Where a dispute exists regarding the health of a person whose life expectancy is in issue, the mortality tables are admissible. Jenkins v. Canfield, 282 Mich. 277, 280-281, 276 N.W. 447 (1937). But the trier of fact may or may not use the mortality tables depending on the disposition of the disputed question of fact. Id.
In the present case, Max is a legally incapacitated person. Consequently, the right of election may only be exercised by probate court order “after finding that exercise is necessary to provide adequate support for the legally incapacitated person during that person's life expectancy.” MCL 700.2202(5) (emphasis added). The term “that,” as an adjective, is “used to indicate a person or thing as pointed out or present, mentioned before, supposed to be understood, or by way of emphasis․” Random House Webster's College Dictionary (2001). The use of the adjective “that” before the phrase “person's life expectancy” signifies that the Legislature intended the actual circumstances surrounding a specific individual to be considered when evaluating the projected life expectancy. Thus, the use of the term “that” modifies the statutory provision to reflect its consideration of the individual at issue. Consequently, when specific information regarding the health and life expectancy of the legally incapacitated person is available, the trier of fact may properly consider the evidence, and the trier of fact resolves the factual issues surrounding the use of the mortality tables. Jenkins, supra at 281, 276 N.W. 447.
In the present case, the probate court was presented with the available medical information, the resources available, and the options should the financial resources be depleted. Although the life expectancy tables indicated that a seventy-three-year-old man could live an additional 14.8 years, the table did not reflect the individual circumstances surrounding Max, this particular legally incapacitated person. Unfortunately, Max was diagnosed with inoperable lung cancer, so he did not receive treatment for the disease. Additionally, Max suffered from paralysis and dementia as a result of his strokes and alcohol use. There was no indication that he would improve, and the prognosis involving his individual circumstances was that he would survive for six months to two years. Under the circumstances, we cannot conclude that the probate court's factual findings were clearly erroneous. Seymour, supra. The trier of fact, when presented with the circumstances of this individual's life expectancy, concluded that the medical information indicated the need to consider specific factors as opposed to merely following the standard life expectancy tables. Jenkins, supra. The evidence indicated that the resources currently and potentially available were adequate to provide for Max during his lifetime. Indeed, there was testimony that if respondent transferred assets to Max, it could result in a windfall to Max's heirs. Therefore, the probate court did not err.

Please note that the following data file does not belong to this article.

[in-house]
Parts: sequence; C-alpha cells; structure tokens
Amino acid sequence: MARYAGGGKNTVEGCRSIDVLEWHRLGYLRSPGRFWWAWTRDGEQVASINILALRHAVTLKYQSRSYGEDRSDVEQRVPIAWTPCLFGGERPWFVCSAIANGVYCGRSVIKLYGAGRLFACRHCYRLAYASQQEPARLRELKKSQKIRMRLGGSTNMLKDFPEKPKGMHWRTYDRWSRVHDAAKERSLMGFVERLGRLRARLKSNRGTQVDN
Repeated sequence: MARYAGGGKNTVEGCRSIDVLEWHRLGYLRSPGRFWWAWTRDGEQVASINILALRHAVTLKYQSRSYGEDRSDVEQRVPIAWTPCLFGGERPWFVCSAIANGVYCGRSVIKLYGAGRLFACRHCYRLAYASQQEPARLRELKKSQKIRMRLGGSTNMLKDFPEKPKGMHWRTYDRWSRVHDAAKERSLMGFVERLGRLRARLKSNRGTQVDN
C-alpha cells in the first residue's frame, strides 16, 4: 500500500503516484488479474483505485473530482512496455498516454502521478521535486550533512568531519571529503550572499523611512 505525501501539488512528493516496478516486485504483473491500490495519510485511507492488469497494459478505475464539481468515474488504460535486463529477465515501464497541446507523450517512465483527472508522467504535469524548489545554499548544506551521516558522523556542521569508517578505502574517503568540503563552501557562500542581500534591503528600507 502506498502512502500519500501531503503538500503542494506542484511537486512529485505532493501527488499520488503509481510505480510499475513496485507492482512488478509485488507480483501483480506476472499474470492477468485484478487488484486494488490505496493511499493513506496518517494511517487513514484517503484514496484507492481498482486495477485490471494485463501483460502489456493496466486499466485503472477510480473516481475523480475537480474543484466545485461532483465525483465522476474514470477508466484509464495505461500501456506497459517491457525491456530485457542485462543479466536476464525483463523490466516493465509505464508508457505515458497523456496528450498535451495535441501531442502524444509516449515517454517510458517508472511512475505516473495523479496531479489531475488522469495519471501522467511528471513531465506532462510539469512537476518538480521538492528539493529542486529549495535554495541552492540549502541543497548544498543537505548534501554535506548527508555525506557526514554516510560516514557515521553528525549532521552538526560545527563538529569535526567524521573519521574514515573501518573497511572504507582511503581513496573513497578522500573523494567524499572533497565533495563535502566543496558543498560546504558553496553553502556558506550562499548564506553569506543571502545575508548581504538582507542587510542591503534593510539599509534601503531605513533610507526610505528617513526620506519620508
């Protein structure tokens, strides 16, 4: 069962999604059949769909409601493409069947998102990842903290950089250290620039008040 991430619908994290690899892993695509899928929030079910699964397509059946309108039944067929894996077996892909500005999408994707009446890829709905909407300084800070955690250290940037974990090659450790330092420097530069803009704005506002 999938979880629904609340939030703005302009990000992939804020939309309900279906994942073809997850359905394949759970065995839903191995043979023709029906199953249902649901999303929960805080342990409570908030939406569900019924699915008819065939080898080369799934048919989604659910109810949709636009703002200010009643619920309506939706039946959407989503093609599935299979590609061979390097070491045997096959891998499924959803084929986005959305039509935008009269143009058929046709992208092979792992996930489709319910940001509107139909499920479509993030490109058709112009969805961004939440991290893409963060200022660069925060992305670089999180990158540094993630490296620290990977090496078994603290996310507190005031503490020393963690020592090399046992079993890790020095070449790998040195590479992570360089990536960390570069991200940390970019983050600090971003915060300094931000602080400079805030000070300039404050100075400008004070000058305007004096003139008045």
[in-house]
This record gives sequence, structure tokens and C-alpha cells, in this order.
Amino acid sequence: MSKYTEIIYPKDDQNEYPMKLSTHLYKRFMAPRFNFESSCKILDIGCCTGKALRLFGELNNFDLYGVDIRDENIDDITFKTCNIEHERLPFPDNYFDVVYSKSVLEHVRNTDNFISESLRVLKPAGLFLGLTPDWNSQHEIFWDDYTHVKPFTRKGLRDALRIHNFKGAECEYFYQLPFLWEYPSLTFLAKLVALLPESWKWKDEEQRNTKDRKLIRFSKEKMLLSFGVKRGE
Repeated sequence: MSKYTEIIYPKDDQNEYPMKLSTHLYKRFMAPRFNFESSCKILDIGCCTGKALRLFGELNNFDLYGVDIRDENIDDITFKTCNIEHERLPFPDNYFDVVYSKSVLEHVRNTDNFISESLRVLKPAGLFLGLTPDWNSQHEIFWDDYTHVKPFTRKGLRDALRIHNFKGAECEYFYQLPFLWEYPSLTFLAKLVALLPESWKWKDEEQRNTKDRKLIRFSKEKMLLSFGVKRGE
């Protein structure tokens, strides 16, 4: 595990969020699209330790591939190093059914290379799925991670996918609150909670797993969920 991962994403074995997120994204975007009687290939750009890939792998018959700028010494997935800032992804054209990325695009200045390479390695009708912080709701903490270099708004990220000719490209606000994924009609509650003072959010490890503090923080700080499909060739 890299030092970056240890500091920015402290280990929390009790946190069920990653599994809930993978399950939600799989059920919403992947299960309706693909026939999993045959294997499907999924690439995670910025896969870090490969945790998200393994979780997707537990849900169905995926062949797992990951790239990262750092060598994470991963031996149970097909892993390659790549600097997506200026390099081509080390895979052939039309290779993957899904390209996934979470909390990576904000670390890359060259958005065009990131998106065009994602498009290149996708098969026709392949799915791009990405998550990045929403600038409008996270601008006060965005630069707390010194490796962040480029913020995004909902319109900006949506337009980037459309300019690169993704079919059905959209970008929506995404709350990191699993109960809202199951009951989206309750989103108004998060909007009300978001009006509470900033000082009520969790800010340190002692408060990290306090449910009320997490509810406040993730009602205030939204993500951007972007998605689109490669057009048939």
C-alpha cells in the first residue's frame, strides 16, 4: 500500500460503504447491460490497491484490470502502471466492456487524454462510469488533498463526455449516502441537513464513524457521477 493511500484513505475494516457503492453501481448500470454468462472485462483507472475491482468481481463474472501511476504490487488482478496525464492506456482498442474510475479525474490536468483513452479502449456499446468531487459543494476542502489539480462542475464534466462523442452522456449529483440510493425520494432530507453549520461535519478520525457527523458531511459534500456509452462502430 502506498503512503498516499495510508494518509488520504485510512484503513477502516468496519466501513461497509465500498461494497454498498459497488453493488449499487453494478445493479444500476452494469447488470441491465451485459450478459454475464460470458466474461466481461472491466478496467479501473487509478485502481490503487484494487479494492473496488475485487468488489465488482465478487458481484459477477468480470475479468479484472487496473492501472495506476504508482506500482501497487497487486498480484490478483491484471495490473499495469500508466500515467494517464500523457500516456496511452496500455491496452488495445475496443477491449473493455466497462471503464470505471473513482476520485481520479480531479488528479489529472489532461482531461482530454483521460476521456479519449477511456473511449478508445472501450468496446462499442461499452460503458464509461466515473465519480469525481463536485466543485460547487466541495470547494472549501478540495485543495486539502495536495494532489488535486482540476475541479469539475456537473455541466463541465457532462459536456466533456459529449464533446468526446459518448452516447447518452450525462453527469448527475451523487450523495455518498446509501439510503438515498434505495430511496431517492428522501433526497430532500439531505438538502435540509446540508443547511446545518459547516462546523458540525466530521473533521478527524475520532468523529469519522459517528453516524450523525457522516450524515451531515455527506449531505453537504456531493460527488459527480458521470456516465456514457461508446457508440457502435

Although not raised in the statement of questions presented, petitioner asserts that it was erroneous to admit the testimony of Dr. Isaacs because it was based on sheer speculation. Dr. Isaacs admitted that he was not an oncologist. However, Dr. Isaacs was Max's treating physician in the nursing home. Dr. Isaacs was well aware of the status of Max's cancer. He knew that the cancer was inoperable and that Max was not receiving any treatment for the disease. On the basis of his experience in treating patients with this illness, Dr. Isaacs estimated Max's life expectancy to the best of his medical ability under the circumstances. We cannot conclude that the admission of this testimony was an abuse of discretion. Davidson v. Bugbee, 227 Mich.App. 264, 266, 575 N.W.2d 574 (1997); MRE 701.
Petitioner further alleges that MCL 700.2202(5) is unconstitutional because it treats legally incapacitated individuals differently from other individuals. That is, without a rational basis, the statute allows individuals to be treated differently when the probate court renders the decision for a legally incapacitated individual while an individual who is not incapacitated can automatically make the election without judicial supervision or interference. We disagree. We review de novo constitutional challenges. Wayne Co. v. Hathcock, 471 Mich. 445, 455, 684 N.W.2d 765 (2004). The statute at issue is reviewed pursuant to the rational basis test.4 A review pursuant to the rational basis standard does not examine “the wisdom, need, or appropriateness of the legislation.” Muskegon Area Rental Ass'n v. City of Muskegon, 465 Mich. 456, 464, 636 N.W.2d 751 (2001) (citation deleted). Furthermore, it does not test whether the classification is made with mathematical nicety or whether some inequity is placed into practice. Id. Rather, the only inquiry or test is “whether the legislation is reasonably related to a legitimate governmental purpose.” TIG Ins. Co. v. Treasury Dep't, 464 Mich. 548, 557, 629 N.W.2d 402 (2001). Constitutional review is upheld “ ‘if the legislative judgment is supported by any set of facts, known or reasonably assumed, even if the facts are subject to debate.’ ” Id., quoting Crego v. Coleman, 463 Mich. 248, 260, 615 N.W.2d 218 (2000). A challenge to the rational basis of the statute “ ‘must overcome the presumption that the statute is constitutional.’ ” Muskegon, supra at 464, 636 N.W.2d 751, quoting TIG, supra at 557-558, 629 N.W.2d 402. To succeed in having legislation stricken, the petitioner must establish that the legislation is based on reasons totally unrelated to the state's goals. Id. This burden is extremely high because the challenger must negate every conceivable basis that would support the legislation. Id.